After numerous controversies, Rotten Tomatoes announced today it will change its audience score. The key shift, per the Los Angeles Times, is that the site will stop allowing users to rate movies prior to their release in theaters. Users “will now have to wait until a movie’s actual release to review and rate a film. The company is also changing the way it polls moviegoers about whether they want to see a film.”

A press release claims the changes are designed “to elevate the voices of fans and increase data relevance.” In practice, it is clearly a response to angry trolls giving movies they haven’t seen negative reviews weeks or even months before their release in order to ... well, frankly, I don’t know why they do it. To feel better about their unhappy lives? That’s about all I’ve got.

The most recent victim was Captain Marvel, which had an audience rating of 45 percent on Rotten Tomatoes before almost anyone beyond a handful film critics had even seen the movie. Some Marvel “fans” (I use that term in the loosest way possible) were upset that a woman was the subject of a superhero film (can you imagine such a thing?!?!?!?!?!) and so they downvoted the movie sight unseen. In a related story, the internet was a huge mistake and should be destroyed.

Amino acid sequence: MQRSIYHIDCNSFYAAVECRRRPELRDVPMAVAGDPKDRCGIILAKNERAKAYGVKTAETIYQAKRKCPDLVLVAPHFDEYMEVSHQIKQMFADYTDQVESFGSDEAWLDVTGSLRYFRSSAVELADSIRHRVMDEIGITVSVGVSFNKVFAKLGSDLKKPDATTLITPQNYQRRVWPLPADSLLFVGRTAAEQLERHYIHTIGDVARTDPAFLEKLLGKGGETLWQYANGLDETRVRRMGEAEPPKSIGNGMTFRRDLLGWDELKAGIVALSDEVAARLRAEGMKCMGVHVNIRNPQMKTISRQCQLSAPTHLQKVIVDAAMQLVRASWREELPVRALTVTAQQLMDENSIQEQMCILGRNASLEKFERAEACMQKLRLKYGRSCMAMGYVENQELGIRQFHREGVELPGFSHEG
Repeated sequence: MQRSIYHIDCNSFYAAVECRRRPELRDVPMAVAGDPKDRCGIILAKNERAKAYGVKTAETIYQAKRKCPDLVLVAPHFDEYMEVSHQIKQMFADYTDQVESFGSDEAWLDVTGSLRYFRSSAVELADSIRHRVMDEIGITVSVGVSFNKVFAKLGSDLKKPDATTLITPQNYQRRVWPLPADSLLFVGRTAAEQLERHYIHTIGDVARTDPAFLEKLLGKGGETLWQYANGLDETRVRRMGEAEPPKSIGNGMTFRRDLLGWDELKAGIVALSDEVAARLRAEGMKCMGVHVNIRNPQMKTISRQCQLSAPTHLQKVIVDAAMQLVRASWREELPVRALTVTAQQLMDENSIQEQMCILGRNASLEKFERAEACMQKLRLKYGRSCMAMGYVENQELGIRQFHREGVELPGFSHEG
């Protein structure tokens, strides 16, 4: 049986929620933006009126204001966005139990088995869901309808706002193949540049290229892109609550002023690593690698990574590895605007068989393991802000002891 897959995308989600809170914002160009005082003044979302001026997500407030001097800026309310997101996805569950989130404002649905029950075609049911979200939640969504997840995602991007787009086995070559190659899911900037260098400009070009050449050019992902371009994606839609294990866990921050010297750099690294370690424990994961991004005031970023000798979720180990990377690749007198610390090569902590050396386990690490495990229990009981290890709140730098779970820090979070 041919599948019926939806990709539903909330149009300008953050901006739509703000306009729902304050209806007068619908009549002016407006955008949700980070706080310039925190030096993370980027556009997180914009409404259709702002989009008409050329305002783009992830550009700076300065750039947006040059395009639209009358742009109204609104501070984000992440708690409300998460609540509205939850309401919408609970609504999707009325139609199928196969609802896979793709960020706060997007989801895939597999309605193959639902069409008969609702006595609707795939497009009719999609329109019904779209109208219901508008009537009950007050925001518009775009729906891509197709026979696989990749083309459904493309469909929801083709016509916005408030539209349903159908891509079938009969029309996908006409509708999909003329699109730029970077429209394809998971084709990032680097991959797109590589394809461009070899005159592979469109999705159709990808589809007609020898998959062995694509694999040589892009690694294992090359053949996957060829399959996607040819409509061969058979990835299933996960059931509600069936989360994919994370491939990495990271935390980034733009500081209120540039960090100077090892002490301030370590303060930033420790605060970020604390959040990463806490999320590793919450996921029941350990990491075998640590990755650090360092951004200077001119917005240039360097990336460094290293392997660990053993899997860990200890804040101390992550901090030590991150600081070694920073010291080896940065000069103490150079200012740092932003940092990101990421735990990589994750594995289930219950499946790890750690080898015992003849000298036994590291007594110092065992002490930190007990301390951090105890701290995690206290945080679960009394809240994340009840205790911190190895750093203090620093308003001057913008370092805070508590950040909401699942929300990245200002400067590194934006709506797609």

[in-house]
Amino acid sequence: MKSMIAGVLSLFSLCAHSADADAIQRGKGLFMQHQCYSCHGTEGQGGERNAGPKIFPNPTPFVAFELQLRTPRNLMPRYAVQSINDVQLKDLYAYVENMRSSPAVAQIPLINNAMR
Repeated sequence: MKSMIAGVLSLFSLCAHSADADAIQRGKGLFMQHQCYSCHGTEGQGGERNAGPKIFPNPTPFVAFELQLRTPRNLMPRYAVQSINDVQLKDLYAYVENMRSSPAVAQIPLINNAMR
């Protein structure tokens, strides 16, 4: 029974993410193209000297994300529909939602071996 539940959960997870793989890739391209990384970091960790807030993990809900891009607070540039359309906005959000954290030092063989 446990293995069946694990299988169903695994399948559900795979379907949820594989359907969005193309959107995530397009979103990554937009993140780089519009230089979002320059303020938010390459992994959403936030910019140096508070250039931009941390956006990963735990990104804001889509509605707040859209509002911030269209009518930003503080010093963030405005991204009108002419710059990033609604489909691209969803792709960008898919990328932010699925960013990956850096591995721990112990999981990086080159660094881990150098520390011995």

As far as I can tell from reading about the changes, the only major one is eliminating the audience score prior to a movie’s release. It’s not clear to me at this point that there will be anything to stop an angry fan from doing exactly what they did before, only after the film’s in theaters — although the Times article claims Rotten Tomatoes “is considering ways to verify user comments based on whether they bought tickets for the movie on Fandango or how often they post reviews on Rotten Tomatoes.” That would theoretically ensure that those leaving negative reviews had at least actually seen the movie.

It’s absurd that Rotten Tomatoes even allowed audiences to rate movies before they came out in the first place, an act that serves no purpose except to intentionally harm a film on political or dorky grounds. If you ask me, the audience score should go altogether. Rotten Tomatoes is a site about film and TV critics. Its audience score is clearly tainted and untrustworthy and only serves to undermine the entire site’s credibility. Pushing back when users can leave reviews doesn’t fix the problem. It only postpones it.

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